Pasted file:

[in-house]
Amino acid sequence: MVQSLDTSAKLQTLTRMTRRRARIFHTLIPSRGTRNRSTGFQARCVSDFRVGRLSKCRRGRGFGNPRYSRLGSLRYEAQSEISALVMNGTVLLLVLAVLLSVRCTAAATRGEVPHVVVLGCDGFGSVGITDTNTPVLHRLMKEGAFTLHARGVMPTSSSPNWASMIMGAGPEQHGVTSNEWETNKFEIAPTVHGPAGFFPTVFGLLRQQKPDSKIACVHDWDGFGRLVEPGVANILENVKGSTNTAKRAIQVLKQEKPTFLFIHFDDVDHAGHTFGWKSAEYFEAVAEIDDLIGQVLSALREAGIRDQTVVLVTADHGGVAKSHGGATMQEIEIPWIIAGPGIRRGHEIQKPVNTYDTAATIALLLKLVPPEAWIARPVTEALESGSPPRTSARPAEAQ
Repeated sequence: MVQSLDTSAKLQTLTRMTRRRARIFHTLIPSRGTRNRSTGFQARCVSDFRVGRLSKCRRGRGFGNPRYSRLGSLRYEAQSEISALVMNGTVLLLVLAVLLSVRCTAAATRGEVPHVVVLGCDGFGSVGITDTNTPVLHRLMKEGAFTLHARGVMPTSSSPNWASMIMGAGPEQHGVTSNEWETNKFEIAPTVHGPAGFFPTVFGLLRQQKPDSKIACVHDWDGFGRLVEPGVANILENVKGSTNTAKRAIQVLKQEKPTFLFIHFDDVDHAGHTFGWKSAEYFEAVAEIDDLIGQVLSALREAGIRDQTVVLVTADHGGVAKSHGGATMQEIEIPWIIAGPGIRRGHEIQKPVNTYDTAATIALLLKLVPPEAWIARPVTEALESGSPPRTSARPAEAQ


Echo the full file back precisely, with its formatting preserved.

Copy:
[in-house]
Amino acid sequence: MVQSLDTSAKLQTLTRMTRRRARIFHTLIPSRGTRNRSTGFQARCVSDFRVGRLSKCRRGRGFGNPRYSRLGSLRYEAQSEISALVMNGTVLLLVLAVLLSVRCTAAATRGEVPHVVVLGCDGFGSVGITDTNTPVLHRLMKEGAFTLHARGVMPTSSSPNWASMIMGAGPEQHGVTSNEWETNKFEIAPTVHGPAGFFPTVFGLLRQQKPDSKIACVHDWDGFGRLVEPGVANILENVKGSTNTAKRAIQVLKQEKPTFLFIHFDDVDHAGHTFGWKSAEYFEAVAEIDDLIGQVLSALREAGIRDQTVVLVTADHGGVAKSHGGATMQEIEIPWIIAGPGIRRGHEIQKPVNTYDTAATIALLLKLVPPEAWIARPVTEALESGSPPRTSARPAEAQ
Repeated sequence: MVQSLDTSAKLQTLTRMTRRRARIFHTLIPSRGTRNRSTGFQARCVSDFRVGRLSKCRRGRGFGNPRYSRLGSLRYEAQSEISALVMNGTVLLLVLAVLLSVRCTAAATRGEVPHVVVLGCDGFGSVGITDTNTPVLHRLMKEGAFTLHARGVMPTSSSPNWASMIMGAGPEQHGVTSNEWETNKFEIAPTVHGPAGFFPTVFGLLRQQKPDSKIACVHDWDGFGRLVEPGVANILENVKGSTNTAKRAIQVLKQEKPTFLFIHFDDVDHAGHTFGWKSAEYFEAVAEIDDLIGQVLSALREAGIRDQTVVLVTADHGGVAKSHGGATMQEIEIPWIIAGPGIRRGHEIQKPVNTYDTAATIALLLKLVPPEAWIARPVTEALESGSPPRTSARPAEAQ